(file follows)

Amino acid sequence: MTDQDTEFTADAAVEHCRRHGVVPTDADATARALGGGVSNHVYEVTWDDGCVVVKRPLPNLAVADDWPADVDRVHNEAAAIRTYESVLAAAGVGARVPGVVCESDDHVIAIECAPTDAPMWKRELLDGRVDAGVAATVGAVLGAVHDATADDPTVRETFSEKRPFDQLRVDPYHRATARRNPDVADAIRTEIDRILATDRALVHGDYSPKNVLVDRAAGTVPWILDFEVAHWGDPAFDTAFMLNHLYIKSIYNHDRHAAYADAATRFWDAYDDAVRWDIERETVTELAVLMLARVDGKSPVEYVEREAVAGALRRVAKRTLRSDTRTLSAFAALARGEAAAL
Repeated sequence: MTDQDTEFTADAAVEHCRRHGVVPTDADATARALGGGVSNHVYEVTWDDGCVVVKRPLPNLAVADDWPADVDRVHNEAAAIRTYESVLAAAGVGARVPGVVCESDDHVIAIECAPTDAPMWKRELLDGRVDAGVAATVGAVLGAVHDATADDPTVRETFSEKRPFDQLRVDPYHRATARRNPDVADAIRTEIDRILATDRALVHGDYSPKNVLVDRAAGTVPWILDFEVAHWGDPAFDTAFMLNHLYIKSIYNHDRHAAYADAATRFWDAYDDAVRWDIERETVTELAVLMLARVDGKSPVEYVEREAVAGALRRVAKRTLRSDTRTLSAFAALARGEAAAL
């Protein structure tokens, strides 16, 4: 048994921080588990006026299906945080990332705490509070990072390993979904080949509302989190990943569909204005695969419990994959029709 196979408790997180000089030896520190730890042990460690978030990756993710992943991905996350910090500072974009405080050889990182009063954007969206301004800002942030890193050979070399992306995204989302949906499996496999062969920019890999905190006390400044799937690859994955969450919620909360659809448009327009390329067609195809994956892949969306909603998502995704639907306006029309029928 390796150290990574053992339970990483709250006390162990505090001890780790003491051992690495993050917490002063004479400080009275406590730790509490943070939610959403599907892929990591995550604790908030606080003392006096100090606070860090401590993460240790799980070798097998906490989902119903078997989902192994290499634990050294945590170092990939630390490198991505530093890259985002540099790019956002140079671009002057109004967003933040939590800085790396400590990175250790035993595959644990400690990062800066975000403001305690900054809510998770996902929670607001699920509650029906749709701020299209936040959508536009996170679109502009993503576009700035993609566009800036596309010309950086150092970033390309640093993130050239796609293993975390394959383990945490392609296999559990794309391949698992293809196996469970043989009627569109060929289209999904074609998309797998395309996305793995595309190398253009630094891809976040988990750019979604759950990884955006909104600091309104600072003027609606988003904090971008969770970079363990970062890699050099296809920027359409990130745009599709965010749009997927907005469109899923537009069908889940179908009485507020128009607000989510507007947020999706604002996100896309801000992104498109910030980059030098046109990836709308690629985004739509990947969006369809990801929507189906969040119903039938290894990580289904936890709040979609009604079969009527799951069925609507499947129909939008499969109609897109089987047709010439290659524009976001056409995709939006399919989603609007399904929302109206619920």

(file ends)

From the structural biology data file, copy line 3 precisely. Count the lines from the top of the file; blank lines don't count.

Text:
């Protein structure tokens, strides 16, 4: 048994921080588990006026299906945080990332705490509070990072390993979904080949509302989190990943569909204005695969419990994959029709 196979408790997180000089030896520190730890042990460690978030990756993710992943991905996350910090500072974009405080050889990182009063954007969206301004800002942030890193050979070399992306995204989302949906499996496999062969920019890999905190006390400044799937690859994955969450919620909360659809448009327009390329067609195809994956892949969306909603998502995704639907306006029309029928 390796150290990574053992339970990483709250006390162990505090001890780790003491051992690495993050917490002063004479400080009275406590730790509490943070939610959403599907892929990591995550604790908030606080003392006096100090606070860090401590993460240790799980070798097998906490989902119903078997989902192994290499634990050294945590170092990939630390490198991505530093890259985002540099790019956002140079671009002057109004967003933040939590800085790396400590990175250790035993595959644990400690990062800066975000403001305690900054809510998770996902929670607001699920509650029906749709701020299209936040959508536009996170679109502009993503576009700035993609566009800036596309010309950086150092970033390309640093993130050239796609293993975390394959383990945490392609296999559990794309391949698992293809196996469970043989009627569109060929289209999904074609998309797998395309996305793995595309190398253009630094891809976040988990750019979604759950990884955006909104600091309104600072003027609606988003904090971008969770970079363990970062890699050099296809920027359409990130745009599709965010749009997927907005469109899923537009069908889940179908009485507020128009607000989510507007947020999706604002996100896309801000992104498109910030980059030098046109990836709308690629985004739509990947969006369809990801929507189906969040119903039938290894990580289904936890709040979609009604079969009527799951069925609507499947129909939008499969109609897109089987047709010439290659524009976001056409995709939006399919989603609007399904929302109206619920």